You may remember that back in May we learned that Drew is extremely farsighted in his right eye, and that condition has caused amblyopia (lazy eye).
I am sure you have seen him in his adorable glasses.
After consulting two different doctors, we feel confident in the diagnosis and the treatment plan—continued use of glasses AND patching.
For two hours a day, we patch Drew’s good eye, which forces him to use the weaker one.
This patching will continue until his vision is no longer improving. We could be talking years before we reach the point of diminishing returns.
While I knew patching was a strong possibility, shiver me timbers, I cried like a blubbering landlubber when Marty sent me this picture following his last appointment.
And, then, I refocused, realized this wasn’t Davy Jones’ Locker, and set out to help my little lad make the adjustment.
I started by purchasing some smaller, more fashionable patches.
Each morning, we give him the choice of which patch to wear. The element of choice and the fact that the patches are a lot like stickers really helps.
While we began by doing the patches at night, at the recommendation of his preschool director, we started sending him in the patch and then they remove it by 10:00. That way, his patching is done early in the day, when he’s not tired, and before we go anywhere, like hockey games, at night. I am anxious to talk this approach over with his teachers at our conference next week, but, from all accounts, the other kids don’t make a big deal over it. As petty as it sounds, this is important to me since I don't want him to be treated any differently.
We have also enlisted the help of the pirate twin. If Emily is wearing a patch, then there's a good chance he will wear his. It never fails-- if one is doing it, there's a pretty good chance the other will fight to do the same thing.
Finally, I’ll also admit there have been mornings when he just cries not to wear it, and I give in. We’ll make it up later. The most important thing is, 99% of the time, he wears his glasses and his patch with no scowling and growling-- and that's good for any pirate, especially a three year old one!
Thursday, October 24, 2013
As I sit here, trying to cobble together a post to record all of our adventures of late, I am struck by how this fall, this October, is so similar to Octobers of years gone by.
Just as the leaves look so similar, year to year, our family traditions are taking on a familiar hue.
Join me as I watch some leaves of life turn...
Leave it to another Emily to sum it up perfectly...
Thursday, October 10, 2013
The first goodbye involved saying farewell to our high chairs.
It seems like just yesterday that we eagerly cracked open the boxes for our two new Fisher Price Space Saving High Chairs and placed them proudly on top of our equally new and clean pub- style chairs.
It was actually three years and 3000 spills ago...
Recently, the Babies haven't been as cute or as compliant in their high chairs as they were in the above pictures.
Besides arguing over who was going to sit in the brown chair, they increasingly wanted to sit at the dining room table for family meals or their table for breakfast and snacks.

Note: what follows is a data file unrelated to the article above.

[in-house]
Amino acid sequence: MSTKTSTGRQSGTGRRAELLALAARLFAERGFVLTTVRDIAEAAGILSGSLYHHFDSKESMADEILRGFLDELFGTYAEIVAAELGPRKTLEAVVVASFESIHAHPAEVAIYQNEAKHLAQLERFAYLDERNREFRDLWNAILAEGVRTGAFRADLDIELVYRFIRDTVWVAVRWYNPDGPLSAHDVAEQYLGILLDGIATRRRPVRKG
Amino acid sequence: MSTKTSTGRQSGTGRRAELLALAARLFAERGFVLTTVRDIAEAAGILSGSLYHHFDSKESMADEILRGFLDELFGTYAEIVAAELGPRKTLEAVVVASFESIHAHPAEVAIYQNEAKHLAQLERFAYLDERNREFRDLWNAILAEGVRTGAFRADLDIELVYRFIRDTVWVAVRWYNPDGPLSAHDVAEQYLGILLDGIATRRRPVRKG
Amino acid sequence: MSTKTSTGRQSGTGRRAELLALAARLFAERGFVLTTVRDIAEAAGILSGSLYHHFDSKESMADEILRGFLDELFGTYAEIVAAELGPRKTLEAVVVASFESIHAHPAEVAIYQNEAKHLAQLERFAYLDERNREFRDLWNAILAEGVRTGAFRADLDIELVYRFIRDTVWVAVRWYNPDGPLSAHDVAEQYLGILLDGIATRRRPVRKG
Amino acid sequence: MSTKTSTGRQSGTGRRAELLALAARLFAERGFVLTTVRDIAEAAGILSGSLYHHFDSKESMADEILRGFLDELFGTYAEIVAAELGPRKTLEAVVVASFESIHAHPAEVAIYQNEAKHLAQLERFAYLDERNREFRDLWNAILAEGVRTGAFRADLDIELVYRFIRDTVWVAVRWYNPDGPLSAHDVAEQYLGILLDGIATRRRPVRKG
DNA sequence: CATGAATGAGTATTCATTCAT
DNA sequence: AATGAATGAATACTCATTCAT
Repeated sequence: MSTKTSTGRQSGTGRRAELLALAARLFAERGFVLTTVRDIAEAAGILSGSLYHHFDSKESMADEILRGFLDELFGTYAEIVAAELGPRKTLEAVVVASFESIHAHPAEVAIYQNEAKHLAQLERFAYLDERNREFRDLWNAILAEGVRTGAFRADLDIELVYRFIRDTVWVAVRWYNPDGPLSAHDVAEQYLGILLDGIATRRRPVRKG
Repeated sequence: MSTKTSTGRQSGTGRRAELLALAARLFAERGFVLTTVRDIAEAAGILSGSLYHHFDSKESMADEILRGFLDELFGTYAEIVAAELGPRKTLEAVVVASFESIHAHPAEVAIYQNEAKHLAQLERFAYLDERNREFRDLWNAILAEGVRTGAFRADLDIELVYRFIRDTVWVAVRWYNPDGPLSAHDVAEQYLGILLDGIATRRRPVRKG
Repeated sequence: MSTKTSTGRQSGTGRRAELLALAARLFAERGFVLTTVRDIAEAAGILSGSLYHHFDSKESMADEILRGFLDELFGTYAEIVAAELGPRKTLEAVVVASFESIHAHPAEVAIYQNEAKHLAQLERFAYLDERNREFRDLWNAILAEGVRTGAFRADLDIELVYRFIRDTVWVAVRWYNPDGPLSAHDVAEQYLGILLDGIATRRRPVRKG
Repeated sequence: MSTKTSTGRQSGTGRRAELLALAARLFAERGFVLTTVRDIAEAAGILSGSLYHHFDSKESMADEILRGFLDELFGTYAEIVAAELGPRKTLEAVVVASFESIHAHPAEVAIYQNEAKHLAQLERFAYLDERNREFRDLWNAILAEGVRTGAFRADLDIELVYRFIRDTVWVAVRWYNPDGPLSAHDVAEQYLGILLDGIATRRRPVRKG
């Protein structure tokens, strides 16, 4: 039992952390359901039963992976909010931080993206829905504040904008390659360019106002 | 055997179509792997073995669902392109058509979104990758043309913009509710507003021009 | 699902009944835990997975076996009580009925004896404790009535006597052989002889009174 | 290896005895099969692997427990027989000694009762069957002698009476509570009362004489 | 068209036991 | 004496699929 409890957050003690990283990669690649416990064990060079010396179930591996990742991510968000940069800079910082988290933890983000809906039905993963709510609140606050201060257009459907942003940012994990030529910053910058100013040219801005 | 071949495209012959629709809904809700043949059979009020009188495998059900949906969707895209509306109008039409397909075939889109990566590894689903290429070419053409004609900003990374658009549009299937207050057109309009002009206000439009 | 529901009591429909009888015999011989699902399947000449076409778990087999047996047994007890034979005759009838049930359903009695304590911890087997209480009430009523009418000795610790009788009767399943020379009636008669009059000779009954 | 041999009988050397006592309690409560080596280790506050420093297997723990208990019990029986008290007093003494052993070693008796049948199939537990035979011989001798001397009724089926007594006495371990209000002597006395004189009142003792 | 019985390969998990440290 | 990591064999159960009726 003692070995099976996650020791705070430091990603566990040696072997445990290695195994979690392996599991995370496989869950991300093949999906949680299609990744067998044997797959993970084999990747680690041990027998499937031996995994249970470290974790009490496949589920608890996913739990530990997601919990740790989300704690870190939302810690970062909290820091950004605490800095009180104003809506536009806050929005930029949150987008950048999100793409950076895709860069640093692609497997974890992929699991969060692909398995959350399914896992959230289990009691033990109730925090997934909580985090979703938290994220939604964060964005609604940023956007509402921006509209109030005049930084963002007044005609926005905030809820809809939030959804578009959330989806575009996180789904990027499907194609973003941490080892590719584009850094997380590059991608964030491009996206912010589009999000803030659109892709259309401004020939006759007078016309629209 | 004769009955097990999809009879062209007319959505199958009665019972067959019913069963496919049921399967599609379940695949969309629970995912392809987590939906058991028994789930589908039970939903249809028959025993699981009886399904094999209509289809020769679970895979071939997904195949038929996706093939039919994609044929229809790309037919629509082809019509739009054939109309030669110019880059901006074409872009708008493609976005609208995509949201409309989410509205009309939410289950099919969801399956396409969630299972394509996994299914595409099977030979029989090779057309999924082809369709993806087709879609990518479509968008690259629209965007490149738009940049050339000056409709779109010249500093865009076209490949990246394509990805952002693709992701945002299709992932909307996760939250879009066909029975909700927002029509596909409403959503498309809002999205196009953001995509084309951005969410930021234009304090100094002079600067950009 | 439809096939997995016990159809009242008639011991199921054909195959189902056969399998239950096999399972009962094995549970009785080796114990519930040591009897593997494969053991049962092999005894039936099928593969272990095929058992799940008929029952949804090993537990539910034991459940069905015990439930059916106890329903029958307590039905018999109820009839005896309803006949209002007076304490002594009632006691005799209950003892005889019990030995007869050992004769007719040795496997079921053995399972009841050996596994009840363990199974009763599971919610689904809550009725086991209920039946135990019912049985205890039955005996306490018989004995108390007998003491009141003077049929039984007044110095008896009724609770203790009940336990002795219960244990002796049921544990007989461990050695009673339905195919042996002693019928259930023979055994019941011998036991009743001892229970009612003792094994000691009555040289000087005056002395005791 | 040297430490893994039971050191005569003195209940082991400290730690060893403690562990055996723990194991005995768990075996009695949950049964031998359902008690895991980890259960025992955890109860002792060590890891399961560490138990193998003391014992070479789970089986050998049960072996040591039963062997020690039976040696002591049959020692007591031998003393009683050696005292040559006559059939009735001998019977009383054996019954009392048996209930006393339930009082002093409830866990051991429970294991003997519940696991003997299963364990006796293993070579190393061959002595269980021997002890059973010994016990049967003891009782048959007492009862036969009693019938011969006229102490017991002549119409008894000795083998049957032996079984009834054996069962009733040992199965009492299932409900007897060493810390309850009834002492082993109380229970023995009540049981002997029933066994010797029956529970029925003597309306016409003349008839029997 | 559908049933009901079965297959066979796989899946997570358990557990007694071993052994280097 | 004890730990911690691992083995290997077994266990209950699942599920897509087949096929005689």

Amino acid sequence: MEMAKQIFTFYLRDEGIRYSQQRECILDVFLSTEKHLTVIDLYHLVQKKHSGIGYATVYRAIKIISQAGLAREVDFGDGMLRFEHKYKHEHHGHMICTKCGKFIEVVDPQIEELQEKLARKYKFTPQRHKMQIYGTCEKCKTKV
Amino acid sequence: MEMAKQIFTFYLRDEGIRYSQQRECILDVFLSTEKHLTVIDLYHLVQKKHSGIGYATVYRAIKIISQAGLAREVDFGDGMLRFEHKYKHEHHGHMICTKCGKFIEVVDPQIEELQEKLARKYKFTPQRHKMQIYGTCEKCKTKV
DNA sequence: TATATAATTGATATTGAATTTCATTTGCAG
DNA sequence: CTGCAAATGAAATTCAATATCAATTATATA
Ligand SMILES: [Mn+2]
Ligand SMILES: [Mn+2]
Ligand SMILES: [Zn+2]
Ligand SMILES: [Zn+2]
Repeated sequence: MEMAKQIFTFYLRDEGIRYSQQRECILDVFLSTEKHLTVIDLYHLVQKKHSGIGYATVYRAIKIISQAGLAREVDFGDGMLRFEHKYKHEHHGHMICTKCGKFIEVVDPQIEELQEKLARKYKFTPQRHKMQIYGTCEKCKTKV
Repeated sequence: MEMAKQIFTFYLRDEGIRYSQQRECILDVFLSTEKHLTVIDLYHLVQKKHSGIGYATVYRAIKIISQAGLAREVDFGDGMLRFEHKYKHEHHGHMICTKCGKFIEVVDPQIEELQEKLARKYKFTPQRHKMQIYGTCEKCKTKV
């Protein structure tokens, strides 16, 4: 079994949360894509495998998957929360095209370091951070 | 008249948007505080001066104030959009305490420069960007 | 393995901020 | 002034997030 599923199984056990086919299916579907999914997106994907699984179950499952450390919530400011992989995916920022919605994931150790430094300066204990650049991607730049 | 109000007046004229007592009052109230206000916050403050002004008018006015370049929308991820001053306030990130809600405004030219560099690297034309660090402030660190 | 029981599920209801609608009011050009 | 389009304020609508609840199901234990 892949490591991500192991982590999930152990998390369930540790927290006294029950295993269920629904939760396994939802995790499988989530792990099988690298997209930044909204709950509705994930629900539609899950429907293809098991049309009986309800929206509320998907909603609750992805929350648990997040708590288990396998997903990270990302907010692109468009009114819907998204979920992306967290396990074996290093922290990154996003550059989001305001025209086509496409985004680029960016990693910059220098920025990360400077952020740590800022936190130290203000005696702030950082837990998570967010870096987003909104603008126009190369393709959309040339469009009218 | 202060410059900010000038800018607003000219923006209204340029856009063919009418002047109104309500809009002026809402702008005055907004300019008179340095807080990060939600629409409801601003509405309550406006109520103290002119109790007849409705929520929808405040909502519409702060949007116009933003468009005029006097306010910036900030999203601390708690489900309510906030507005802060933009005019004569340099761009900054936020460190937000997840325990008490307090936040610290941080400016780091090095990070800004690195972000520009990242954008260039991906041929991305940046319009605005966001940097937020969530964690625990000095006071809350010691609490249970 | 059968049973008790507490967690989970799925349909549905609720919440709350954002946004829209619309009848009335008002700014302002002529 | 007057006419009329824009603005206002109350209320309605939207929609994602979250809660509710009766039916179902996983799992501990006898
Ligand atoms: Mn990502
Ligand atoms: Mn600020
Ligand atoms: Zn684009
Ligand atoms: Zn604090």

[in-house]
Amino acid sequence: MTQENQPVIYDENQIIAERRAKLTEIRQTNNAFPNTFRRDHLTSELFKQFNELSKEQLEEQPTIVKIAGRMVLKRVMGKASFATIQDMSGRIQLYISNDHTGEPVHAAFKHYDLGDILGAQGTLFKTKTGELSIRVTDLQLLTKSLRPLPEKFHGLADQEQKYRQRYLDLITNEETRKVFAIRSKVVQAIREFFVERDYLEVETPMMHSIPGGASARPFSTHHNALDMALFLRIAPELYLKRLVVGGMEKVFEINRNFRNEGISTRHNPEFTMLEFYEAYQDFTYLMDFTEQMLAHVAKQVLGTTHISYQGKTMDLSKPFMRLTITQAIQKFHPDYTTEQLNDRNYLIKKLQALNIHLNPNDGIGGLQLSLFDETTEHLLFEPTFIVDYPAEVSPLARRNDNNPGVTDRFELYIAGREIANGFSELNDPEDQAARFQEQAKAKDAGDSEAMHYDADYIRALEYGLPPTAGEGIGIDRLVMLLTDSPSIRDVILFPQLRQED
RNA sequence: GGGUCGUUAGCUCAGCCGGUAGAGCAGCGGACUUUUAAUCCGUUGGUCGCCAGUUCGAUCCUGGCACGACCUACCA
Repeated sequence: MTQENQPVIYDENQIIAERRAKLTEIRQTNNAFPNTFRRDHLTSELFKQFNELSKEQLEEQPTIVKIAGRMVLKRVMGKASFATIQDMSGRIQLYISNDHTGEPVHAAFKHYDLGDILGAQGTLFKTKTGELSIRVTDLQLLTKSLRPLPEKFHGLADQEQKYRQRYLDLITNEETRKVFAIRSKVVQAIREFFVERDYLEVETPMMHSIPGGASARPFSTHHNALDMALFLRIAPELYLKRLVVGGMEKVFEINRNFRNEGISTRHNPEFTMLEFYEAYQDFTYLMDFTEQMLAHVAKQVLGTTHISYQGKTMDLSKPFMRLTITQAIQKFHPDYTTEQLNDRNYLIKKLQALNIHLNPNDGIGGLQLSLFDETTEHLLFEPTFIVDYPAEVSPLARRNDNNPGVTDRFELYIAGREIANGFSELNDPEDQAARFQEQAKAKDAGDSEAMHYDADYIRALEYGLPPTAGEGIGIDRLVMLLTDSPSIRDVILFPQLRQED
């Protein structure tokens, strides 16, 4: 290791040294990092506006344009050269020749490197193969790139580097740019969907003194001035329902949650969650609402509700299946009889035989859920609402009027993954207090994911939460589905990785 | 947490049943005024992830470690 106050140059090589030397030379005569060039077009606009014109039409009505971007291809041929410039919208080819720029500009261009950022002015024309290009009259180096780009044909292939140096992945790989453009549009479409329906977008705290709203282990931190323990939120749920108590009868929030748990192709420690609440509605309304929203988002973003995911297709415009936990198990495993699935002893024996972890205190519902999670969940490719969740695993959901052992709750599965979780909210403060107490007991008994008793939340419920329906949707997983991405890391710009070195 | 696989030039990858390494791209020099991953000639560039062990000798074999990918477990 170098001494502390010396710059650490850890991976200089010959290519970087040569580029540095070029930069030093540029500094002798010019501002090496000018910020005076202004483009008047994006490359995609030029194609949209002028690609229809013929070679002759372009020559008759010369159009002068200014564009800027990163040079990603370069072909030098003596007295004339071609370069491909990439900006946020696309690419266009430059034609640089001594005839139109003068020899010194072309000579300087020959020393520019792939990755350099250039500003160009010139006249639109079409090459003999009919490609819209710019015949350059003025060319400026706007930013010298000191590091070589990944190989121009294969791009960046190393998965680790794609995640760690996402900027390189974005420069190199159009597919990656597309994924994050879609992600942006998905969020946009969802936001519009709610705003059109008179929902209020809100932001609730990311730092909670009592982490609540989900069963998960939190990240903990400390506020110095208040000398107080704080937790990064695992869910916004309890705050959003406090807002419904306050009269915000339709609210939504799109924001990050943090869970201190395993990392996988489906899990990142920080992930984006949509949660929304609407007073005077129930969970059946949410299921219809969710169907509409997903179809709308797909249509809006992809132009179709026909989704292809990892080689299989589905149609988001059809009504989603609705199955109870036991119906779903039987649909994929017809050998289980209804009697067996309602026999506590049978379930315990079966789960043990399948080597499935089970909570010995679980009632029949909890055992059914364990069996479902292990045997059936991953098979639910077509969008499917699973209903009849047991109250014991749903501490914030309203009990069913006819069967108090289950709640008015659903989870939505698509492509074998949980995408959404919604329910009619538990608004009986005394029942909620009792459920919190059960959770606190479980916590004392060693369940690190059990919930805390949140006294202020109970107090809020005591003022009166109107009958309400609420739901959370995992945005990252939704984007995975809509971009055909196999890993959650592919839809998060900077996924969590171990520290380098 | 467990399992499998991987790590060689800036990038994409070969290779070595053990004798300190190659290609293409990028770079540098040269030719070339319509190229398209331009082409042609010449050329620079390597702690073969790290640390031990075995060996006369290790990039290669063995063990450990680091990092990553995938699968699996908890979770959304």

Then, there was that day I moved the high chairs and saw what was living on the top of my once- new chairs...
So, I made the executive decision to ditch the chairs.
The Babies transitioned easily.
While they reveled in their newfound freedom, I started planning how to resuscitate my poor chairs.
A can of Pledge, $10 worth of fabric, and 30 minutes of pulling and stapling later, the chairs transitioned easily, too.
As I stepped back and admired the view, I experienced the same high that I felt when I reclaimed the living room in July.
From that high, I came crashing back down to reality and to one of the lowest places in the world to me-- a car lot, shopping for a new car.
In much the same way that the high chairs had outlived their usefulness, our family car, the Toyota Highlander, had started feeling cramped (and, not to mention, less than clean).
So, last week, after several low days of car shopping with kids in tow, we said goodbye to another High-- the Highlander.
And, for now, we'll enjoy that new car high--
...breathing in the (probably somewhat toxic) new car smell.
...protecting the seats with various covers.
...holding fast to the no food, no drink rule.
...parking in the far corners of lots, away from careless drivers and their wayward doors.
...buying protective floor mats and still taking the time to check our shoes before entering.
...frisking the kids for stickers in their pockets that could end up on our new windows.
Yes, I am enjoying the high because I know the low...
Monday, September 30, 2013
There's the hair and the pigtails, of course.
There's the way she scrunches her nose and cuts her eyes.
There's the little twist in her walk and the slight pigeon- toe.
Then there are the less physical resemblances...
Her love of words, whether its "reading" back a favorite story or using words well beyond her three years...
Her single-mindedness, which sometimes is mistaken for stubbornness...
Her need to snuggle up close when she sleeps.
This weekend, it became clear she also shares not only my love of cleaning but my preferred cleaning method as well.
Good thing the bottle of cleaner is non- toxic because by the time I knew she had it, she was well on her way to spraying half the kitchen.
"I just got to clean this window. See that spot. It's dirty."
Well, you do have a point...
She even likes to clean in her underwear like me.
"Mommy, this table is a mess."
Should I bother to tell her that those spots are bite marks from their teething days? Nah, she's having too much fun...
Surely dancing while cleaning is not related to genetics, but she even dances while she cleans-- just like me.
Not sure you'll ever catch me cleaning the car's headlights, but otherwise,
it's like looking in a (super clean) mirror.